Thank you, Mark [Moon], for your kind words and for the support that you and your colleagues have provided to make this day a reality. I also want to recognize and thank Craig [Floyd] and his team, as well as the Memorial Fund’s Board of Directors and many supporters, for their leadership, hard work, and commitment to the vision that the National Law Enforcement Museum will fulfill.
I am proud to be a part of this celebration. And I am honored to gather with so many partners, public servants, and distinguished guests as we break ground on a center that will become a place of learning and healing, of reflection and inspiration.
But, this morning, we are brought together by more than the institution we are building. We are also joined by a shared commitment to helping our fellow citizens better understand, and more fully appreciate, the critical work of our nation’s law enforcement community.
When the National Law Enforcement Museum opens in 2013, it will tell a story that no other museum does – of more than three centuries of law enforcement officers protecting their fellow citizens, advancing the cause of justice, and establishing a tradition of service that continues to keep us safe.
In addition to sharing these collective achievements, this new museum will highlight the contributions of individual heroes – and honor the 20,000 law enforcement officers who have made the ultimate sacrifice to help and protect others.
As words etched into this memorial remind us, “It is not how these officers died that made them heroes. It is how they lived.” In a way that will be unique to the National Law Enforcement Museum, visitors will be able to discover “how they lived” by exploring interactive crime exhibits, a model “Academy,” a state-of-the-art history section, and a new Hall of Remembrance.
We will be able to step into the shoes of dispatchers, police officers, and detectives – from the distant dawn of the 18th Century to the demanding days of the 21st. We will see the story of the traffic cop who ran into the path of an oncoming train to save a small child – and the emergency responder who raced through gunfire to protect his fellow officers from danger. We will learn about the agents who risked their lives to fight organized crime in the 1920s and 1930s – and the officers who, after seeing airplanes crash into the World Trade Center on September 11th, sprinted toward the victims – toward the fire – even when they knew there was almost no chance of walking away.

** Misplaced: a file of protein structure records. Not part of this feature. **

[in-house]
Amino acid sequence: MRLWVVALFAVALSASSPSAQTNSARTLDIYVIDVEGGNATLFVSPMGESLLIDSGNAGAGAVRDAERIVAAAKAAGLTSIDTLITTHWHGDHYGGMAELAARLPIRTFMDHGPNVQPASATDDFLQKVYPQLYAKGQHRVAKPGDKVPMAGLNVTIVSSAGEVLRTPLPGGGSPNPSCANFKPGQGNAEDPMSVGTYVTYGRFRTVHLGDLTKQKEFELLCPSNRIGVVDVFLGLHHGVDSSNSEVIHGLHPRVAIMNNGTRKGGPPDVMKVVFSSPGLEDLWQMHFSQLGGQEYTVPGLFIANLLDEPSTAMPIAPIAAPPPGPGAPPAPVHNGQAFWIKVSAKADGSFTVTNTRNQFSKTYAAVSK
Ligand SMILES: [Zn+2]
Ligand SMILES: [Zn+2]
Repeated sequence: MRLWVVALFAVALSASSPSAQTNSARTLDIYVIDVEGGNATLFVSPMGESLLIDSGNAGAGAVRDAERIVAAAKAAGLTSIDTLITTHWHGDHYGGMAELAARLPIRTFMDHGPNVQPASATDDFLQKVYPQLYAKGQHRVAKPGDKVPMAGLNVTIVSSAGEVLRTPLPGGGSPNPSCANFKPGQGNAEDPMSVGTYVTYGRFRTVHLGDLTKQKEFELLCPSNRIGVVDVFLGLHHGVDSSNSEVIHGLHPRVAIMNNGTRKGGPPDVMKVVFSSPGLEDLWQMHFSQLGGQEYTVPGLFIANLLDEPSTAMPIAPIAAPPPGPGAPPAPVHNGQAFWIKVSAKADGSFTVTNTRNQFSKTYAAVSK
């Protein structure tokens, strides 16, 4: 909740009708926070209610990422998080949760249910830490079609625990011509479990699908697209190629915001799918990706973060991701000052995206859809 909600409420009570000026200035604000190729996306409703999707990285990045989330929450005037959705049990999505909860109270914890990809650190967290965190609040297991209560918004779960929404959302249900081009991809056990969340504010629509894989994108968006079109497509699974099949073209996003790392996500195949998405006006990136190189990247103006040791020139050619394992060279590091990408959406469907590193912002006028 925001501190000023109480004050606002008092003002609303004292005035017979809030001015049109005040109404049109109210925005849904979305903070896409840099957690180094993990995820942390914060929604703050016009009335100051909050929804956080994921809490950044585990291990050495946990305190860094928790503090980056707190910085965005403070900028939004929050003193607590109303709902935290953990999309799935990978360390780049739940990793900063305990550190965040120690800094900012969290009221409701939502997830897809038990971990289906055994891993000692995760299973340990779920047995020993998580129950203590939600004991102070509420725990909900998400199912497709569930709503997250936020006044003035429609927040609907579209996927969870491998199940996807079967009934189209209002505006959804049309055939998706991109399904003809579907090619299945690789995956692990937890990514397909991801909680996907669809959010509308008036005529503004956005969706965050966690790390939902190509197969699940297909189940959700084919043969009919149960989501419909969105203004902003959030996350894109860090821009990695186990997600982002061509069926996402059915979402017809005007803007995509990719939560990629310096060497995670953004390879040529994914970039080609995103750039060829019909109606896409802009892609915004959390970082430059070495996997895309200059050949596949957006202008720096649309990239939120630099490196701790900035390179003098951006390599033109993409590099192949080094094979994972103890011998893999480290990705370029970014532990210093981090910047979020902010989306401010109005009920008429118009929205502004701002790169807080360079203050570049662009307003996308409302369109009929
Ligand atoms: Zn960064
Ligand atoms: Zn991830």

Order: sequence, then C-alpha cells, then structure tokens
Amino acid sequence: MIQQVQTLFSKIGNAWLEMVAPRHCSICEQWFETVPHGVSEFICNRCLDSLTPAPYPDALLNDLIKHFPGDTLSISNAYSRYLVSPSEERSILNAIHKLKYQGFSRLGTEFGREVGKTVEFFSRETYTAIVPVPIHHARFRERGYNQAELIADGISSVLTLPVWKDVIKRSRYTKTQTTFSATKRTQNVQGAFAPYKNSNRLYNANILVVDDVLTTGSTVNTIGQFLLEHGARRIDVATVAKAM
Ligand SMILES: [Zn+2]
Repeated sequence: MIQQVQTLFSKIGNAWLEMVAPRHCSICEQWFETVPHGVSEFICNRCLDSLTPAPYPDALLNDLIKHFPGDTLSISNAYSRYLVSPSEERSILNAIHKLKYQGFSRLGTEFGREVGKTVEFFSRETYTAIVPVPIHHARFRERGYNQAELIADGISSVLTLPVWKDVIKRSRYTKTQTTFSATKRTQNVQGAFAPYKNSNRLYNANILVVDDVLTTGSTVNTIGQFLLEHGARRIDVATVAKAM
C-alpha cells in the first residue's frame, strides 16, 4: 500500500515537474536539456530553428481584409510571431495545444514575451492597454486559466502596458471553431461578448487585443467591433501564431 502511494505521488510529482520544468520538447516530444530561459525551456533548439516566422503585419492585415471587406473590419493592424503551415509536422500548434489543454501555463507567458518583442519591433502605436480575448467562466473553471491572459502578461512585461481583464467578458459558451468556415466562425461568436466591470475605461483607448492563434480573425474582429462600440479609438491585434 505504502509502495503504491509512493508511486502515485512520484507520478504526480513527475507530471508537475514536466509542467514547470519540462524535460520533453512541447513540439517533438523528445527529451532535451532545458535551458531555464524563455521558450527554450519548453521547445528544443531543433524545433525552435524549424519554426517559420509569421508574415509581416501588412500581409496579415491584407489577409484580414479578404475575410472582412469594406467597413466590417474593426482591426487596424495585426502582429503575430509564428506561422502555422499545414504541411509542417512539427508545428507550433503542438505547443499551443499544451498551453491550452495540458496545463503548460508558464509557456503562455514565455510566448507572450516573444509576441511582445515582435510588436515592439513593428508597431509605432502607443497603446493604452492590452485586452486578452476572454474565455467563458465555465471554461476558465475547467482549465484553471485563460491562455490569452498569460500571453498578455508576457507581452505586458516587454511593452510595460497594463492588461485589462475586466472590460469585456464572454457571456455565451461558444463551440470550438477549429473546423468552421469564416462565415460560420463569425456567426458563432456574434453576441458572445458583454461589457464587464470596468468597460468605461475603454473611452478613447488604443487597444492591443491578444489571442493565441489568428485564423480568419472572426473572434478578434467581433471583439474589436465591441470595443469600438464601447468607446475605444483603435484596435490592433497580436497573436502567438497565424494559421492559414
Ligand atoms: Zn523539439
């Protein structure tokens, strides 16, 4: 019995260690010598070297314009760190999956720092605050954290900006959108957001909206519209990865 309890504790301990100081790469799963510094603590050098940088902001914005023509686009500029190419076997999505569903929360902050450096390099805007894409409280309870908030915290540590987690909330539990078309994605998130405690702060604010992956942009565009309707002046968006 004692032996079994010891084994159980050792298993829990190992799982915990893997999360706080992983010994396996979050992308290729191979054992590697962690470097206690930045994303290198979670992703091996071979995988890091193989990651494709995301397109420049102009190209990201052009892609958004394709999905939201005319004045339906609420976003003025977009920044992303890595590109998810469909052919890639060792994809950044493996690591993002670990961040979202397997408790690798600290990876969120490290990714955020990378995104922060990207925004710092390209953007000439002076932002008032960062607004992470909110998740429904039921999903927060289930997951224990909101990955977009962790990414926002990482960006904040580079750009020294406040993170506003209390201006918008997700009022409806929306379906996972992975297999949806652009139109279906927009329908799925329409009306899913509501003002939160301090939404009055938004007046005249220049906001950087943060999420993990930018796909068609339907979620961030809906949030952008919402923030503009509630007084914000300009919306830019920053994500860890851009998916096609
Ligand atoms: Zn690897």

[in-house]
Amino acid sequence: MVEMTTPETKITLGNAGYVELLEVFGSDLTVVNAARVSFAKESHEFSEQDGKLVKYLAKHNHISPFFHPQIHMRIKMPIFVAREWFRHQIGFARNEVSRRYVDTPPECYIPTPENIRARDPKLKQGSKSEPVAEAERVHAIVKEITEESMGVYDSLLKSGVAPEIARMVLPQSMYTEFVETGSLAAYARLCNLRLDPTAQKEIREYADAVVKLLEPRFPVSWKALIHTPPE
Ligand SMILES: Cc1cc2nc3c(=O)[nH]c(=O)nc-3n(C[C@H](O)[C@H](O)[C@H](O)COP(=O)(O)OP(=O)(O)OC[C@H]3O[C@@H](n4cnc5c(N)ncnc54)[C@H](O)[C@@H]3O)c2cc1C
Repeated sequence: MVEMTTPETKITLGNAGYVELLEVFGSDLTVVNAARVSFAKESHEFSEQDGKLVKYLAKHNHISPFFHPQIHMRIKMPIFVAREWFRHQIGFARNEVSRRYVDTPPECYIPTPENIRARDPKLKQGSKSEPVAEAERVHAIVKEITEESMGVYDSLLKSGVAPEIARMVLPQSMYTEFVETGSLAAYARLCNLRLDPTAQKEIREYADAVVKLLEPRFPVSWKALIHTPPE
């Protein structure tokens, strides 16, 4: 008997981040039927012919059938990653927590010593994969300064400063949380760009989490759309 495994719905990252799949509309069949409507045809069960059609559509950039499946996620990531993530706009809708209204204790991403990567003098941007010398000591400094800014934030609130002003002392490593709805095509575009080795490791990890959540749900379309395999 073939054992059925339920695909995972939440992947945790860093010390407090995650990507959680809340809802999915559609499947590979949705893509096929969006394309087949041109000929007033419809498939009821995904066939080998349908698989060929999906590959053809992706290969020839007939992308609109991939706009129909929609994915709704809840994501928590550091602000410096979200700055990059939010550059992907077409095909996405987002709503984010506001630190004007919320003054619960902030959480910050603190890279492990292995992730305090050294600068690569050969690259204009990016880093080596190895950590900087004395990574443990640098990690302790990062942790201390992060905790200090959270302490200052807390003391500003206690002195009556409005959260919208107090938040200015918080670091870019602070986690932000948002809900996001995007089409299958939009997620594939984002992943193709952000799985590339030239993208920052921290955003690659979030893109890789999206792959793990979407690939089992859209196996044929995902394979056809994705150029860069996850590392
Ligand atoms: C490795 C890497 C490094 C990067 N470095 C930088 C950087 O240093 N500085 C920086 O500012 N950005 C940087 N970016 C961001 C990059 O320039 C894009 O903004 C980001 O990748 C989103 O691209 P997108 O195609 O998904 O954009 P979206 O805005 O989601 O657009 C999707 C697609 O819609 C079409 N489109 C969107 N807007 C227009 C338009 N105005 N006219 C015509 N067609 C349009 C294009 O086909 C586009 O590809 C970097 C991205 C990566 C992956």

With this new museum, recognition of a profession that has defined our nation’s history will help to guide America’s future, pointing the way toward the progress we must achieve. And I expect that here – at this spot where we break ground today – future generations of officers will be inspired.
This Center will also stand as a tribute to those we’ve lost – those whose names we’ve added to these marble stones over the last two decades – and to the nearly one million local, state, and federal law enforcement officers who currently serve our nation. Each day, as these men and women carry out their sworn duties, risk is a constant companion. No one understands that better than the many officers and family members here today – the fathers and sons, brothers and sisters, mothers and daughters, friends and colleagues – who give and sacrifice so much for the safety of the American people and for the sake of the most vulnerable among us.
With this new museum, your work will be shared and celebrated, taken to a new level, and taken up by the next generation.
Once again, I want to recognize the commitment, vision, and tireless effort that led to this special day. As our nation’s Attorney General, as the brother of a retired Port Authority officer, as a lifelong admirer of law enforcement, and, simply, as an appreciative American citizen – I look forward to the opening of what will be one of our nation’s greatest tributes to one of its greatest treasures: the devoted men and women in uniform who keep this nation safe and who make us all so proud.